Held at: Princeton University Library: Manuscripts Division [Contact Us]
This is a finding aid. It is a description of archival material held at the Princeton University Library: Manuscripts Division. Unless otherwise noted, the materials described below are physically available in their reading room, and not digitally available through the web.
Overview and metadata sections
George Bement Bacon (1835-1890), a descendant of several early and distinguished American families, was one of several children born in Ogdensburg, New York, to William Bacon and Virginia Thornton. In 1850 at the age of 15, he was admitted as a cadet into the Naval Academy at Annapolis; he graduated in 1856. Beginning as a student, Bacon served on several tours to various parts of the world, including voyages to Brazil, the Mediterranean, the Caribbean, Southeast Asia, and the west coast of Africa.
A lieutenant at the start of the Civil War, Bacon was assigned in November 1861 to the river-gunboat USS Itasca, which established a distinguished record during the war. Part of the West Gulf Blockading Squadron, the Itasca played a key role in events leading up to the Capture of New Orleans (April 25-May 1, 1862) as its men were assigned to cut the chains the Confederacy had positioned across the Mississippi below New Orleans to block passage up the river.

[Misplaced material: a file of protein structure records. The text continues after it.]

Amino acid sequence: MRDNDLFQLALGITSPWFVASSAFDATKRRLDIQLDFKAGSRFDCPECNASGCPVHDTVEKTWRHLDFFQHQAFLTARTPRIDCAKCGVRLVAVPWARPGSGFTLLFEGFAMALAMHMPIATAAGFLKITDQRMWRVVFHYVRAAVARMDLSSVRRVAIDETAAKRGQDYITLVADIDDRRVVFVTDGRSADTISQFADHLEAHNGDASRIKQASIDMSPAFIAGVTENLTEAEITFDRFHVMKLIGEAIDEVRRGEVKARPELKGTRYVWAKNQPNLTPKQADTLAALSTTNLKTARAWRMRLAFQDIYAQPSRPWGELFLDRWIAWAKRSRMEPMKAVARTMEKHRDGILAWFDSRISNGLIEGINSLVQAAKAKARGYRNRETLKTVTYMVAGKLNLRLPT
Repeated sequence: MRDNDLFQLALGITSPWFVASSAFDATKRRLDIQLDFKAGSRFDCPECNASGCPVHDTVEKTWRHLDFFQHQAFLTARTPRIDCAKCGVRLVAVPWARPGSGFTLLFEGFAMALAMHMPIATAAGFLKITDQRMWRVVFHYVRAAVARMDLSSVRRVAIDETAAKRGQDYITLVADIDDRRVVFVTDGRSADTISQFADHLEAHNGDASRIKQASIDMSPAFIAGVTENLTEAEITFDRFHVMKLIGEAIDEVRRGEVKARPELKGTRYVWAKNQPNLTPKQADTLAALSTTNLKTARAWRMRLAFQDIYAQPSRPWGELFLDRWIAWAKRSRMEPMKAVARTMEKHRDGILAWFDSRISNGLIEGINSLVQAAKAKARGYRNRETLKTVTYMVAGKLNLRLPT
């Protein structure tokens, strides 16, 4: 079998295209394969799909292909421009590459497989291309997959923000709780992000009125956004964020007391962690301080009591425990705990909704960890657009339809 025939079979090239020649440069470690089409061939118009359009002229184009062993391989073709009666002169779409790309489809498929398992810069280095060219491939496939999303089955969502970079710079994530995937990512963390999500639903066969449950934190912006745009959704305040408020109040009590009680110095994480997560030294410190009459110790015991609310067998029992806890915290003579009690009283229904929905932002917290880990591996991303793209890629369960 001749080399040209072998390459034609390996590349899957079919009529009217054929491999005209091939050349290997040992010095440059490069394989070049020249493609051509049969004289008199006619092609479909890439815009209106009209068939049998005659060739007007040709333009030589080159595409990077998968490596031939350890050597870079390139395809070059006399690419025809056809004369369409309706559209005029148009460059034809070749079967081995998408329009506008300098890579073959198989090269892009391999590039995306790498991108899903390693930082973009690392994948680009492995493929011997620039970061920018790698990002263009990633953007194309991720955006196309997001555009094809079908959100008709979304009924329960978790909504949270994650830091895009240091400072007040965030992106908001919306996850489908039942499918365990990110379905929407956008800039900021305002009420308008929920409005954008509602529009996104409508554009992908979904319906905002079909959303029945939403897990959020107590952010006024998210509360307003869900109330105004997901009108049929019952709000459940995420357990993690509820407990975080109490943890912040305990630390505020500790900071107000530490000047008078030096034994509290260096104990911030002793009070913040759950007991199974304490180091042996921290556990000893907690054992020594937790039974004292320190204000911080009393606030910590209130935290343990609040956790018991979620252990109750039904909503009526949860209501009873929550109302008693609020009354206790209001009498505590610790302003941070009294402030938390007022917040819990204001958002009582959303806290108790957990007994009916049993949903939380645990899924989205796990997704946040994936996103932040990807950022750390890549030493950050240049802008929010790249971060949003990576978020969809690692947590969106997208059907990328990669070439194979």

Shortly after this engagement, Bacon contracted malaria and was ordered home to recover. During his recovery, Bacon married Mary Lavinia Chapin (1840-1918), the daughter of David Madison Chapin (1806-1879), and Mary Elsie York (1817-1891), with whom he had three children: Mary Chapin Bacon (b. 1863) who married Silas E. Brown, Sophia Louise Bacon (b. 1866), and Fanny Hastings Bacon (b. 1872).
In August 1862, Bacon was promoted to lieutenant commander, and in October of that year began to serve with the South Atlantic Blockading Squadron. As commander of USS Commodore McDonough, Bacon was put in charge of the Stono River fleet off the coast of South Carolina and participated in several battles and engagements, including the Battle or Morris Island and the burning expedition of the town of Bluffton, S.C.
Beginning in December 1863, Bacon was given charge of several different gunboats before being reassigned around October 1864 to the Mississippi Squadron where he served until the end of the war. For most of this time, Bacon commanded the Squadron's 6th district, which extended from just above the Arkansas River to Vicksburg, from aboard the USS Louisville stationed at Skipwith's Landing.